From today’s perspective, early 20th century ‘Area Studies’ texts represent a relic form of geographical research and writing. These compendiums of place-based knowledge present what we now consider to be a layperson’s understanding of ‘geography’ – details of landforms, climate, land use, economic activities, urban patterns and so on. This empirical content is described in language littered with the judgemental adjectives associated with hierarchical knowledge systems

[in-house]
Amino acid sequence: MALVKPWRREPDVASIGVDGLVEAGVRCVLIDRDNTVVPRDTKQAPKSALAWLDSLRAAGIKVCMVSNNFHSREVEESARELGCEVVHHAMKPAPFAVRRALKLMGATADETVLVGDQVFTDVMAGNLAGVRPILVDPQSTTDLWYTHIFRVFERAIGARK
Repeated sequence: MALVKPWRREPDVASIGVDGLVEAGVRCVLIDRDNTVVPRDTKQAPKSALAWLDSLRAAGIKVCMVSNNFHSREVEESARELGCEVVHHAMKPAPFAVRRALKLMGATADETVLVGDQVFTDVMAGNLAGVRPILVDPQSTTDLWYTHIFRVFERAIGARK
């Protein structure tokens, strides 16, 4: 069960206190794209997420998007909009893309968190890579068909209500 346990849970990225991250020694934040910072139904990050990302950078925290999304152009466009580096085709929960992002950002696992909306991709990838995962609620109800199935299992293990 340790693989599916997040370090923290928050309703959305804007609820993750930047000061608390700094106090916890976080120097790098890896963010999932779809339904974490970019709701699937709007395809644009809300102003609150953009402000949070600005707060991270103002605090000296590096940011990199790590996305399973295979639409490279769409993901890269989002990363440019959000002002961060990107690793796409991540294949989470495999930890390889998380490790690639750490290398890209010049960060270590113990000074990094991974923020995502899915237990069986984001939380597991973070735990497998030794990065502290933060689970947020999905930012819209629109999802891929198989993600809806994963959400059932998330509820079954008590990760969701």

This paper is based on the 2016 Neil Smith lecture presented at St Andrews University. It honours the work of a geographer whose pioneering work on uneven development and the complex relations between capitalism and nature shaped late 20th century thinking inside and beyond the discipline of Geography.